December 2, 2011
Ease cash crunch in new year, use money management tips to improve financial security
Most people have times in their life when it seems as if their money has wings. For many, the holiday season, with extra as well as end-of-the-year expenses, is an example, said Carol Young, K-State Research and Extension financial management specialist.
The cash crunch can be a challenge, yet also can make the end of the year a good time to review personal financial goals and consider saving and spending priorities for the new year, said Young, who recommends tracking expenses for a week or two to get a handle on your finances.
Doing so need not be difficult, said Young, who advises saving receipts and reviewing them, noting expenses in a check register or pocket notebook, or using a computer financial management program to identify unnecessary spending.
“We have to know where our money is going before we can make changes to improve our financial situation,” Young said. “If, for example, you are choosing a beverage from the vending machine at work each day, ask yourself: ‘Do you really want to spend $250 – or more – a year on beverages?’”
Consider carrying your own water or other beverages and save what you would have spent toward an emergency fund or a personal ‘would-like-to-have’, she said.
“The choice is up to you,” said Young, who noted that successful money management – and financial security – requires a self-assessment and personal choices when it comes to saving and spending.
After tracking expenses, she encourages looking for ways to reduce expenses.
Credit card debt will be an issue for many people, and, if so, Young advises putting away the plastic: “Carrying high-interest loans – credit card debt is an example – commits future earnings that might be better spent or saved for other financial goals.”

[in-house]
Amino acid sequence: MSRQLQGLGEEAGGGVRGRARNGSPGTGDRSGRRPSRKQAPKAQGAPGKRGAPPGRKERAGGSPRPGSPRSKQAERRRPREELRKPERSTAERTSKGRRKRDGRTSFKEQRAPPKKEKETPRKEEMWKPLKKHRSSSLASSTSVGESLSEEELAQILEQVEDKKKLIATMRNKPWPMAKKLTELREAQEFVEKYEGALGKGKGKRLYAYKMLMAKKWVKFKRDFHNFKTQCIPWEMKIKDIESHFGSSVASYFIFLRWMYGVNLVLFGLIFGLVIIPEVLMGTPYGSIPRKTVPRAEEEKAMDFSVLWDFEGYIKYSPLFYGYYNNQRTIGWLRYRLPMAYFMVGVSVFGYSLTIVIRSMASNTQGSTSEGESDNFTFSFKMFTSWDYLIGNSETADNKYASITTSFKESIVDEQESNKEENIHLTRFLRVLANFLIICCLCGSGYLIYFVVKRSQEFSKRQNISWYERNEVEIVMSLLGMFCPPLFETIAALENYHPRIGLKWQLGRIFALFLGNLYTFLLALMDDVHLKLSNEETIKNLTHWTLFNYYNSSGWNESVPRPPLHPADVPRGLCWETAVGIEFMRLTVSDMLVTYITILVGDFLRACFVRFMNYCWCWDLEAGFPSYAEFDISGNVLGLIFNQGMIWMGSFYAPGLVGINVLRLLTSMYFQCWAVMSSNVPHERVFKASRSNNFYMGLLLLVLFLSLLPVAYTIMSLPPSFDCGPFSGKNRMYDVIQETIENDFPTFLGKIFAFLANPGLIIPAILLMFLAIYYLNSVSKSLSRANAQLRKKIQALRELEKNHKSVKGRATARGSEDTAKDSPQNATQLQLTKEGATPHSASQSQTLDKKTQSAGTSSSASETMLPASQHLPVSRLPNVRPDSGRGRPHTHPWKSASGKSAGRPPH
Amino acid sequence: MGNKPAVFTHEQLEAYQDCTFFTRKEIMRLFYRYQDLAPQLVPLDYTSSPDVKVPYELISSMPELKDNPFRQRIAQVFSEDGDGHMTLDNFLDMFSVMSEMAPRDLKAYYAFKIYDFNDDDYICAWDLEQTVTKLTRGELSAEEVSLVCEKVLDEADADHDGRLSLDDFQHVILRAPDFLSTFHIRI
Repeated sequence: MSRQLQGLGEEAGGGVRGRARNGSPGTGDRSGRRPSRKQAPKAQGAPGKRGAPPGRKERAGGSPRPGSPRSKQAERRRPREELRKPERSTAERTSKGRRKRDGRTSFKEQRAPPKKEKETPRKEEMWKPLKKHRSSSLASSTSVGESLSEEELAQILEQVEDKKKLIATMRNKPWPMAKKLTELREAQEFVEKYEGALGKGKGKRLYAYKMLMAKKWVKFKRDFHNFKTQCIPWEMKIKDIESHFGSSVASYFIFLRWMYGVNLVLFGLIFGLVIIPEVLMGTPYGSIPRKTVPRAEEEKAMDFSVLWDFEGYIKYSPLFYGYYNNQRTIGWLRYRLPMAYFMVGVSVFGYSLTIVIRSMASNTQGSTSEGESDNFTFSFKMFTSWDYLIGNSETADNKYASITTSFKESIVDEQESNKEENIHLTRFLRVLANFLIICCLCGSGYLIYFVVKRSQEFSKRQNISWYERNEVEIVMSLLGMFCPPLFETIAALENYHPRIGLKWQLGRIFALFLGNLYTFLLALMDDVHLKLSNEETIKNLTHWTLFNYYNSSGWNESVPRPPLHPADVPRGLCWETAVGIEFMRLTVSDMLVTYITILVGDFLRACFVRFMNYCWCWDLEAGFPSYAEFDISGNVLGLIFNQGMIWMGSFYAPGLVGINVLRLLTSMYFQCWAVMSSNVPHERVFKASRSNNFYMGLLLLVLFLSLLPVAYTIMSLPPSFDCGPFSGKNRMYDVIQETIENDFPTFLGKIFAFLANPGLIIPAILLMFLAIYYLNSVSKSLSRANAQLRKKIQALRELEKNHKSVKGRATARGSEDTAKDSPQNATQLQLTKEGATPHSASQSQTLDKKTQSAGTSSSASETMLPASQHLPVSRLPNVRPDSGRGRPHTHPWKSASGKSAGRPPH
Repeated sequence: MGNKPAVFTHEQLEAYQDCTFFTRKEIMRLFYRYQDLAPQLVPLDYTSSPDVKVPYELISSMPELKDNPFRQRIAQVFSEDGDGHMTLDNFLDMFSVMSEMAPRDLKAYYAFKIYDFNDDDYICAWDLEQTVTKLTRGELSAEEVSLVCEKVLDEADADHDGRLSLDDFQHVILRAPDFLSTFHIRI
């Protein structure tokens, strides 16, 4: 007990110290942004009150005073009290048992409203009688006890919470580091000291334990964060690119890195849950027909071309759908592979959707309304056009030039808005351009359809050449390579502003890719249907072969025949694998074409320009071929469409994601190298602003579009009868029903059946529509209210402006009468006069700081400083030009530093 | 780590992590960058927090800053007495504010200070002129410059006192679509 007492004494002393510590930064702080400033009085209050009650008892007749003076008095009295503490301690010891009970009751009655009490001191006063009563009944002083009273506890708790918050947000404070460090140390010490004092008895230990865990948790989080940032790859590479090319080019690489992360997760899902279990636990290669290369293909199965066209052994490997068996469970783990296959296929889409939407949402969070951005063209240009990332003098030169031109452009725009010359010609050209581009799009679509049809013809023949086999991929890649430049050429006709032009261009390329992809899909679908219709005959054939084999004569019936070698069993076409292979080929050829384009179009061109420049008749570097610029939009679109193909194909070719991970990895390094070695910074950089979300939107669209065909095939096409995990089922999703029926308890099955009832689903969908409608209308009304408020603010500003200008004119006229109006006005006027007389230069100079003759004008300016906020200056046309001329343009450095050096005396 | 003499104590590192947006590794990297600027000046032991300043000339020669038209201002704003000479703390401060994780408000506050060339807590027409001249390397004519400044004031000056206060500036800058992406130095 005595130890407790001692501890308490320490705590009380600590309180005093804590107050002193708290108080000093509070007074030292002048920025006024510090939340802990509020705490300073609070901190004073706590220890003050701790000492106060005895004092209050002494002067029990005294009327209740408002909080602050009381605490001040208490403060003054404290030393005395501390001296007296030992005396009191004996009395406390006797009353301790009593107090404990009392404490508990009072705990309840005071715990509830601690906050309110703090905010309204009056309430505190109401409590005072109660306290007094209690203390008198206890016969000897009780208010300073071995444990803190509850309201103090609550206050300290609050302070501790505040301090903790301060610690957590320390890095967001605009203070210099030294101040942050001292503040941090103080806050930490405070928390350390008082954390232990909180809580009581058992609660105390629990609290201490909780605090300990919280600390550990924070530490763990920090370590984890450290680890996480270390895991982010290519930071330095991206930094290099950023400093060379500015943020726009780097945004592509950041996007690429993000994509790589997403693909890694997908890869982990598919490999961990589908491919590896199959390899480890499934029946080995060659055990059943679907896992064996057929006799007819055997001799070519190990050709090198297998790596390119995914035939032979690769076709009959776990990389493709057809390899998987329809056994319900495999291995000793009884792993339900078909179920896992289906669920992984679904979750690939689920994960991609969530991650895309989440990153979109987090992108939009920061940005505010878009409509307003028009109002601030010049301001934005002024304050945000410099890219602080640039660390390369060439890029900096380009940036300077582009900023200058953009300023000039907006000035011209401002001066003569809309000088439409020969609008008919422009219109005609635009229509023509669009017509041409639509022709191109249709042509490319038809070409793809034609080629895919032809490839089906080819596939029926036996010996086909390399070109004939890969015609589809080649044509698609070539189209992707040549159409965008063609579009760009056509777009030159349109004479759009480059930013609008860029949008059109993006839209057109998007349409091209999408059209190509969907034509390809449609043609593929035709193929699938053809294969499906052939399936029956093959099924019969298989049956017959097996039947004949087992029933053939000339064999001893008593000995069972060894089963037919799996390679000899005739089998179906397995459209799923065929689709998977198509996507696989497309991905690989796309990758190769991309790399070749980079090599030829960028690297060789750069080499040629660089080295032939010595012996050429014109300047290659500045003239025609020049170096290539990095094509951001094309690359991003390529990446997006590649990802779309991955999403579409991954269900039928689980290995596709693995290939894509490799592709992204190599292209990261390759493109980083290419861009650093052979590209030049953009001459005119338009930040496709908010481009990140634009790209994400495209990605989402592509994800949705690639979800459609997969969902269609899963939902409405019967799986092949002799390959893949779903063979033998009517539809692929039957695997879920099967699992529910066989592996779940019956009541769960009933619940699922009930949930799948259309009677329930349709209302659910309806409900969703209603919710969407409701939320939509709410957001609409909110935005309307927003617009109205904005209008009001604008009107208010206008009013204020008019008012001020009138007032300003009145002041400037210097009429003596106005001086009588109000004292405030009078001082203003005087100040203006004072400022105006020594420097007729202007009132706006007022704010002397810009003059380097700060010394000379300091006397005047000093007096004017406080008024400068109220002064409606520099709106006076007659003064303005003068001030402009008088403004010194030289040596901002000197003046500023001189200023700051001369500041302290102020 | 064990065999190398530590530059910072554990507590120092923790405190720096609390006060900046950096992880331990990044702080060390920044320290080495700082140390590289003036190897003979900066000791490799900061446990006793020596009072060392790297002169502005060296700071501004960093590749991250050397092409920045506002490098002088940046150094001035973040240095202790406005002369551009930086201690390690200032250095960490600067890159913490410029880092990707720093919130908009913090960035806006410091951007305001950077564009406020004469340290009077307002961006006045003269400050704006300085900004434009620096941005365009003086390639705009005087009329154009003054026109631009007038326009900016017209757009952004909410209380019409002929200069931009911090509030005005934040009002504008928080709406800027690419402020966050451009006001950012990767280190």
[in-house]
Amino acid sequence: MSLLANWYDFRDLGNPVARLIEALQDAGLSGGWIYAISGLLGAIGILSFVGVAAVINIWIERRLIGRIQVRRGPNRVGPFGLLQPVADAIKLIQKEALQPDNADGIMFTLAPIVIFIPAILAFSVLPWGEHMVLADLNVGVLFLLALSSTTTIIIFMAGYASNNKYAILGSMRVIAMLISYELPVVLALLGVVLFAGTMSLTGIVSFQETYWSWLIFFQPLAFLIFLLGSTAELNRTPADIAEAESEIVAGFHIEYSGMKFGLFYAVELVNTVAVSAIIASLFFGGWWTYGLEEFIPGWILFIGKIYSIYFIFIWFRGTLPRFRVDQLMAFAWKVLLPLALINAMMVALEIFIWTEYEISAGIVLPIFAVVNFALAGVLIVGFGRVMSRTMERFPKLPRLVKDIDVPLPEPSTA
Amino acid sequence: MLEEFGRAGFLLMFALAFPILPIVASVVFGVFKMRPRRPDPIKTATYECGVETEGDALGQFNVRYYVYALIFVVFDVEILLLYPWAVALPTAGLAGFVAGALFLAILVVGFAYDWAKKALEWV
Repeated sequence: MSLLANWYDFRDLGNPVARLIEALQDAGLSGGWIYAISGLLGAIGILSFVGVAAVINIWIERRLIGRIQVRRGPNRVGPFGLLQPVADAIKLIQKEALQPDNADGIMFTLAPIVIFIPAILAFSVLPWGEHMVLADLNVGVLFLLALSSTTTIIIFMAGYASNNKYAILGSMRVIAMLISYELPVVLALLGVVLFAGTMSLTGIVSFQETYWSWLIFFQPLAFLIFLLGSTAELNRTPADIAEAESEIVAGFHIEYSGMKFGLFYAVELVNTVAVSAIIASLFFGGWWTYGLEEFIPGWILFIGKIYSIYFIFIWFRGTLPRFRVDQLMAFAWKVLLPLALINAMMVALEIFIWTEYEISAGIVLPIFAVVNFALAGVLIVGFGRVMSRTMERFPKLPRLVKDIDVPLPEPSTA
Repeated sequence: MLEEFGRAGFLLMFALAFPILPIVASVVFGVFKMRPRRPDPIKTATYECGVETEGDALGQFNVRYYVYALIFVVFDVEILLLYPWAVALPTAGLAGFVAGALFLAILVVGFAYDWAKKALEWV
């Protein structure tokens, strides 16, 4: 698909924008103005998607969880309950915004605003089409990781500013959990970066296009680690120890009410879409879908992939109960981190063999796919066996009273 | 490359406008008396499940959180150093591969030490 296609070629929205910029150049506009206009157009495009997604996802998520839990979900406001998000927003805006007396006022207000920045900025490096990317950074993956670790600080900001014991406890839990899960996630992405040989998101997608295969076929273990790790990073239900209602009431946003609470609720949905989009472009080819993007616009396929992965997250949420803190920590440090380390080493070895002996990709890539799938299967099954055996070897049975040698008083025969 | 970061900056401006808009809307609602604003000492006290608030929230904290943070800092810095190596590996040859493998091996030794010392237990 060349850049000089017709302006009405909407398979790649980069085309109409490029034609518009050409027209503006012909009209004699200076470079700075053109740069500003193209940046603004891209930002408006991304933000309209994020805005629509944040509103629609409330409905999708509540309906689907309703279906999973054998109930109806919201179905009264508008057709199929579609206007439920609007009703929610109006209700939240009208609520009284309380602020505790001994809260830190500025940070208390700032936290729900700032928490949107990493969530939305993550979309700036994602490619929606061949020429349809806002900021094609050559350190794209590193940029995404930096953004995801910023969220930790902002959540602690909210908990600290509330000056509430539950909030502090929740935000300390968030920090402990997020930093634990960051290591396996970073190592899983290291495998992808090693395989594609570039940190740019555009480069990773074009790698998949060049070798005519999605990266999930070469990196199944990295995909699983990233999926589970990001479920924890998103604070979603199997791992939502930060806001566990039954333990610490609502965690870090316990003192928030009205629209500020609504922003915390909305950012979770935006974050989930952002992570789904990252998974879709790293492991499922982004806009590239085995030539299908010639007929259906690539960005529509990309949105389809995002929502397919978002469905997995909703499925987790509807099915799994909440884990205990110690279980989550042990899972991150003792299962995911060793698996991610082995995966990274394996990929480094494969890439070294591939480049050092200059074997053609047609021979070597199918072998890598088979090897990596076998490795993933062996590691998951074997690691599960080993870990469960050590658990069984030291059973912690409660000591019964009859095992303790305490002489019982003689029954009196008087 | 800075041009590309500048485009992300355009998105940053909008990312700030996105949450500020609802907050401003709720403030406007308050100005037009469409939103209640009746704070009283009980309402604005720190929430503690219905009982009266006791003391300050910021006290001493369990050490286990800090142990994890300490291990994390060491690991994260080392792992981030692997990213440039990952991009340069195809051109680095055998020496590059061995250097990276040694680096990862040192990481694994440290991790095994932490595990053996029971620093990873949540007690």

“Make paying down credit card and other high-interest loans as quickly as reasonably possible (while still meeting other necessary expenses) a priority,” said Young, who advised not charging more than can be paid in full during a billing cycle.
The financial management specialist also recommends building a cash reserve for an emergency fund and saving for short- and long-term goals.
“Pay yourself first,” said Young, who is an advocate for payroll savings, which are automatically deducted from a paycheck, or regular automated transfers from a checking to savings account.
Automatic savings can help to make saving a habit, she said, noting that the Consumer Federation of America currently recommends $1,500 as a minimal basis for an emergency fund. As little as $10 a week will yield savings of $520 a year.
While such an amount may seem insurmountable to individuals and families who are struggling, she urged beginning by saving something. As little as a dollar a day can be a beginning toward building an emergency fund or cash reserve.
If entitled to an income tax refund, she also suggested using it to pay down bills and establish an emergency fund.
Building an emergency fund that is equivalent to 10 percent of your income or six months of earnings is a good goal, she said.
“Look to the new year as a time to move toward financial stability and security,” said Young, who recommended resources on saving and spending at K-State Research and Extension offices in each of Kansas’ 105 counties and online: www.ksre.ksu.edu/financialmanagement/ and www.KansasSaves.org.